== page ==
So what can we do? Some suggestions are: making the application approval process more responsive to market needs, including making the process less onerous for employers or finding ways to reduce processing times and costs; working with the sector councils to accurately identify regionally driven occupations under pressure; recognizing and using current labour market data from a reliable source, such as the Nova Scotia Tourism Human Resource Council and national affiliates; using certification for competency-based assessments to help illustrate workers' qualifications and skills transferrable to the Canadian workplace; and recognizing foreign credentials, which will be key for our sector to be able to attract workers in the skilled trades, such as cooks and chefs.
    While the rest of Canada has been experiencing increased demand for temporary foreign workers, Nova Scotia is in the early stages of how to access this program as an attraction strategy for our labour shortage. At present, the foreign worker program presents limited opportunities for the tourism sector, due to the financial burden placed on employers to finance the airfares and to facilitate the accommodation and medical coverage of temporary workers. The costs are beyond the capacity of many employers, 40% of whom have fewer than five employees. However, we feel that with coordinated assistance, small- and medium-sized tourism businesses may partner in the recruitment of groups of foreign workers in specific tourism occupations, possibly even harmonizing the seasonal needs of employers across Canada.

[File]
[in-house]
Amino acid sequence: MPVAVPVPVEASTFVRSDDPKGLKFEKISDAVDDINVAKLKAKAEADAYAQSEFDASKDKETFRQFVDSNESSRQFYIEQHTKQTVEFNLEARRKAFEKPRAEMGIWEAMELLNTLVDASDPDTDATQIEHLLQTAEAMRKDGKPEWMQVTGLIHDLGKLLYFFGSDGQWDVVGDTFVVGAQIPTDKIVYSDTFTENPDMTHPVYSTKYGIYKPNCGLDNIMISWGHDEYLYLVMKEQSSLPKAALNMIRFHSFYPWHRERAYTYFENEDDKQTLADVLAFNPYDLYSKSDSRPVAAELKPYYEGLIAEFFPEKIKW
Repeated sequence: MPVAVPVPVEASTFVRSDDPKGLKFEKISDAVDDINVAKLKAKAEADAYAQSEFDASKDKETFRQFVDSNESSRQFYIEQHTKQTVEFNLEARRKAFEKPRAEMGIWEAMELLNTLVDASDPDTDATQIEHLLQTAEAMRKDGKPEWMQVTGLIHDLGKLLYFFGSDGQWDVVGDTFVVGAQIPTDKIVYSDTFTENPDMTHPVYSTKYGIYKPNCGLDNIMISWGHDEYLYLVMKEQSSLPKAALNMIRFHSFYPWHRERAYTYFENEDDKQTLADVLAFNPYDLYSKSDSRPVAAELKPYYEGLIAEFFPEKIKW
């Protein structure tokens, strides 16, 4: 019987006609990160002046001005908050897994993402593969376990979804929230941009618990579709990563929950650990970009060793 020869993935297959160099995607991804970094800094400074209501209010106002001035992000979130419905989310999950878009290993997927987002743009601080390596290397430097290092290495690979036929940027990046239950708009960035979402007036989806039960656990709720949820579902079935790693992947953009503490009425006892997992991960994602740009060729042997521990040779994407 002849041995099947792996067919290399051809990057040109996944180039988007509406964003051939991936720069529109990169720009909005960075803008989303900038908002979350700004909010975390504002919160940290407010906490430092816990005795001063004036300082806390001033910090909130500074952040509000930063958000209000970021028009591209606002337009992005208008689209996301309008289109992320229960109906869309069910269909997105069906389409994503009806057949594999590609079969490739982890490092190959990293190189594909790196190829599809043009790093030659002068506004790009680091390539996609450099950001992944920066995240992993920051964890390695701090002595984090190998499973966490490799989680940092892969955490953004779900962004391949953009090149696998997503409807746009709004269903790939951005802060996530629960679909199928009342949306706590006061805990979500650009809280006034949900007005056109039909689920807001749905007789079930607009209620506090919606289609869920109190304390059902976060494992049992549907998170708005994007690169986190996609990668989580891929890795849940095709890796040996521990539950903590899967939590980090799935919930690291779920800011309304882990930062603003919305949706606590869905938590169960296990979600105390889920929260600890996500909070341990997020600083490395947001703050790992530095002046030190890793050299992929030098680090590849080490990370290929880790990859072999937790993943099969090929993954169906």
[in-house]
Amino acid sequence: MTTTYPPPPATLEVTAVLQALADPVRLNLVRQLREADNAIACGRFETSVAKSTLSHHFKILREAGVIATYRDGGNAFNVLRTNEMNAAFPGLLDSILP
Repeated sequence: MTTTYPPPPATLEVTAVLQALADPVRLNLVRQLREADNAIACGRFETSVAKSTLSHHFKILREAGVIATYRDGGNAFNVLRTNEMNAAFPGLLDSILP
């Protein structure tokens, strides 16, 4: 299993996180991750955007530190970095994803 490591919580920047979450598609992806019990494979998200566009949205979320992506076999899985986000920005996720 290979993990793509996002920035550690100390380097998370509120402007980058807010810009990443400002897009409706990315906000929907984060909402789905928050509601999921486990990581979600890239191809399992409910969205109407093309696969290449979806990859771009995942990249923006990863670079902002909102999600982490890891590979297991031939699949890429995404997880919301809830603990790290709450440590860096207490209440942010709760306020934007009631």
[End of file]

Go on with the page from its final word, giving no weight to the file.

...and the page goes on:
Municipal, provincial, and territorial coordination is the best way to ensure that employers are able to take full advantage of the foreign worker program.


    I thank you for the opportunity this morning to share the tourism sector's perspective in Nova Scotia.
     Thank you.
    Mr. Cole.
    Good morning, and thank you for taking the time to come and listen to our submissions.
    First of all, I'd like to introduce myself. My name is Cordell Cole. I'm the president of the Mainland Nova Scotia Building and Construction Trades Council. We're a group that was formed in 1952 with a mandate to lobby common interests and goals to promote the livelihood of unionized construction workers in the province. Currently, we have more than 12,000 members represented by more than 12 trades.